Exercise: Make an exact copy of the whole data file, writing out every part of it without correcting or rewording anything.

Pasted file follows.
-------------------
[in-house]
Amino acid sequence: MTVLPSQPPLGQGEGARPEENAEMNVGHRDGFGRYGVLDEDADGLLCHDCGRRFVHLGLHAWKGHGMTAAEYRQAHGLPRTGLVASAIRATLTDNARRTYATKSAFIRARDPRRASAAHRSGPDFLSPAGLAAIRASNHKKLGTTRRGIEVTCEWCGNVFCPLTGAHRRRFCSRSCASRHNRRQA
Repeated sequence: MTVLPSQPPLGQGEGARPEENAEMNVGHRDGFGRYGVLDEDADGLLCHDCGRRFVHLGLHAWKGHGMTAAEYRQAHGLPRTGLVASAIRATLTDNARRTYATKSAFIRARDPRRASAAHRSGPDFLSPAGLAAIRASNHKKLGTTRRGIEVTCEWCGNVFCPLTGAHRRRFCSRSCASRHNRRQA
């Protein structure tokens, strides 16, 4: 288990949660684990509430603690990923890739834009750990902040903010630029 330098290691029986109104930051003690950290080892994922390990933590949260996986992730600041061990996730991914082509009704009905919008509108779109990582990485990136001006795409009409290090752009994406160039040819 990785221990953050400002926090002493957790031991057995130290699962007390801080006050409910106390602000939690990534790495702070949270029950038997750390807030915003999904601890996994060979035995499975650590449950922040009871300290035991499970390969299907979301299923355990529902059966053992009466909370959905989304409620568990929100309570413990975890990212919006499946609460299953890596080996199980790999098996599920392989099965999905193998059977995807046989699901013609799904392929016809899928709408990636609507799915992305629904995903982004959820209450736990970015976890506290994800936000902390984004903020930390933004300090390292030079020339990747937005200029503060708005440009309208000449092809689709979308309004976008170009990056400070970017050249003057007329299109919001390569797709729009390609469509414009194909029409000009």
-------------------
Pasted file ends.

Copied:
[in-house]
Amino acid sequence: MTVLPSQPPLGQGEGARPEENAEMNVGHRDGFGRYGVLDEDADGLLCHDCGRRFVHLGLHAWKGHGMTAAEYRQAHGLPRTGLVASAIRATLTDNARRTYATKSAFIRARDPRRASAAHRSGPDFLSPAGLAAIRASNHKKLGTTRRGIEVTCEWCGNVFCPLTGAHRRRFCSRSCASRHNRRQA
Repeated sequence: MTVLPSQPPLGQGEGARPEENAEMNVGHRDGFGRYGVLDEDADGLLCHDCGRRFVHLGLHAWKGHGMTAAEYRQAHGLPRTGLVASAIRATLTDNARRTYATKSAFIRARDPRRASAAHRSGPDFLSPAGLAAIRASNHKKLGTTRRGIEVTCEWCGNVFCPLTGAHRRRFCSRSCASRHNRRQA
């Protein structure tokens, strides 16, 4: 288990949660684990509430603690990923890739834009750990902040903010630029 330098290691029986109104930051003690950290080892994922390990933590949260996986992730600041061990996730991914082509009704009905919008509108779109990582990485990136001006795409009409290090752009994406160039040819 990785221990953050400002926090002493957790031991057995130290699962007390801080006050409910106390602000939690990534790495702070949270029950038997750390807030915003999904601890996994060979035995499975650590449950922040009871300290035991499970390969299907979301299923355990529902059966053992009466909370959905989304409620568990929100309570413990975890990212919006499946609460299953890596080996199980790999098996599920392989099965999905193998059977995807046989699901013609799904392929016809899928709408990636609507799915992305629904995903982004959820209450736990970015976890506290994800936000902390984004903020930390933004300090390292030079020339990747937005200029503060708005440009309208000449092809689709979308309004976008170009990056400070970017050249003057007329299109919001390569797709729009390609469509414009194909029409000009």